Muffins recipes

National dish of Vanuatu

flag of Vanuatu

  • Independence: 30. 7. 1980
  • Capital: Port Vila
  • Official language: Bislama, French, English
  • Population: 224 564
  • Area: 12 190 km2
  • International code: VU
  • Currency: Vanuatu vatu (VUV)
map of Vanuatu

Lap Lap

Ingredients Base:

  • 2 large squares banana leaf
  • 5 cups grated taro
  • 11/2 cups coconut milk
  • 2 cups cooked island cabbage, squeezed dry (substitute: spinach)
  • 4 small tomatoes, halved
  • salt and pepper

Ingredients Chicken:

  • 1 small whole chicken (about 1 kg) juice of 1 lemon or lime
  • 1 tablespoon vegetable oil
  • 1 teaspoon turmeric powder
  • 1 tablespoon curry powder
  • 1 teaspoon chilli flakes or powder
  • sea salt 

Ingredients Coconut sauce:

  • 1 teaspoon coconut oil (substitute: vegetable oil)
  • 6 cloves garlic, minced
  • 3 tablespoons thinly sliced ginger
  • 2 lime or lemon leaves (optional)
  • 1/2 cup flour
  • 2 cups coconut milk
  • 2 chillies, whole
  • 1/2 cup roughly chopped spring onions
  • salt and pepper
Lap Lap is national food (dish) of Vanuatu


Preheat the oven to 190°C. Soften two pieces of banana leaf in hot water. Lay one in an oiled casserole dish. Mix the grated taro with half a cup of the coconut milk. Spread the mixture evenly on the leaf to make a layer about 5 cm thick. Chop the island cabbage and place it in the center of the taro mix. Surround it with the halved tomatoes, cut side up. Season with salt and pepper. Drizzle the remaining cup of coconut milk over the the whole. Cover with the second softened piece of banana leaf. Set the taro cake aside while you prepare the chicken. Rinse the chicken well and drizzle with the citrus juice. Place it in a mixing bowl with the oil and all of the spices. Coat well and transfer to a roasting pan. Roast the chicken and the taro cake at the same time for one hour. Baste the chicken with pan juices from time to time, and take the banana leaf cover off the taro cake for the last 20 minutes of cooking. Meanwhile, make the coconut sauce. Heat the coconut oil in a heavy pot with the garlic and ginger. Add the citrus leaves, if using, and cook a little more. Add the flour and cook for four or five minutes to make a light roux. Pour in the coconut milk, add the chillies and spring onion and whisk well. Simmer for a few minutes, stirring, to thicken slightly. Take the chicken and the taro cake from the oven. Let the chicken sit for a few minutes. Cut the chicken into serving-size pieces and place on the taro cake. Season the coconut sauce with salt and pepper and remove from the heat. Take your chicken lap lap to the table and drizzle with coconut sauce. Serve hot.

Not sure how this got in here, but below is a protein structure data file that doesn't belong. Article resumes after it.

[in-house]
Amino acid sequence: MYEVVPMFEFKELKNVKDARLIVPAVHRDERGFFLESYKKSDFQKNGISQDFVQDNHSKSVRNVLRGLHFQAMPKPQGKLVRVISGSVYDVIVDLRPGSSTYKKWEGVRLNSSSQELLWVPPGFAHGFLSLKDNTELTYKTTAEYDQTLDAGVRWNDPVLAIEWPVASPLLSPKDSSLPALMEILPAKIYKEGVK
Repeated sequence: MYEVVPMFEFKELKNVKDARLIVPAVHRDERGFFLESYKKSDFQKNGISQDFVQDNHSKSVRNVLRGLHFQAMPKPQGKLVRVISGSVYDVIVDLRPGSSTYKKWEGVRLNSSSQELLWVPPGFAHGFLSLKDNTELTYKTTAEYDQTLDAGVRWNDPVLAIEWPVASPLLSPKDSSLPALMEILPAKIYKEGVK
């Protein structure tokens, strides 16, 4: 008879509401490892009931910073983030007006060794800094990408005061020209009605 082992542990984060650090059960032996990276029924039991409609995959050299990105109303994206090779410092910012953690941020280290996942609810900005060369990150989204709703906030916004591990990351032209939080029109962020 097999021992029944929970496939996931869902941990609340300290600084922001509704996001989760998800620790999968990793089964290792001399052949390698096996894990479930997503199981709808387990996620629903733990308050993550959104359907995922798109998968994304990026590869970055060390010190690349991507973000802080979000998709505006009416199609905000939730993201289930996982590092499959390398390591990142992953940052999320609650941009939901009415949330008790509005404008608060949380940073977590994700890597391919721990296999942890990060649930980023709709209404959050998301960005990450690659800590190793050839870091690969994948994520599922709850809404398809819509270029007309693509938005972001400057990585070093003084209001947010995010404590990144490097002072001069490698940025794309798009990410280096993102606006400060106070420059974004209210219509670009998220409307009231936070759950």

Vanuatu’s cuisine combines fish, root vegetables (taro, yams, sweet potatoes), and a wide variety of fresh fruit and vegetables. It is common for most families to grow vegetables and fruits in their gardens. Food is mainly cooked by boiling, steaming or by placing it amongst hot stones in an underground oven. Many dishes are flavoured with cream or coconut milk. Vanuatu’s national dish is a root vegetable cake called ‘laplap’. It is made from either manioc (cassava), sweet potato, yam or taro grated or shaved into a banana leaf with wild cabbage and coconut, wrapped into a flat parcel and cooked underground. Tourists can try it at market stalls for about VT100. Vanuatu is also renowned for its high quality beef. Combined with fresh seafood and the delicious fresh produce from the islands, Vanuatu is fast becoming a destination for gourmet diners. Port Vila in particular has a growing reputation as a very high quality dining centre, with dozens of restaurants offering a wide variety of cuisines. Meal prices range from VUV1000 to 2000. Many restaurants allow BYO wine or alcohol but will charge corkage of around VUV300. Check about bringing your own when booking a table, as this option works out considerably cheaper than purchasing alcohol at the restaurant. Kava is the national drink and Vanuatu’s kava is reputed to be the most potent in the Pacific. Made from the root of the kava plant, it is well known for its stress-relieving and anti-anxiety properties. It is an important part of many cultural ceremonies and is readily available throughout Vanuatu. A shell of kava should be swilled down in one motion because the taste is not altogether pleasant. Tourists are encouraged to try kava but are advised that more than 2 shells can leave them in such a relaxed state that they may not be keen (or capable) to continue their sight-seeing or travels for the rest of the day!

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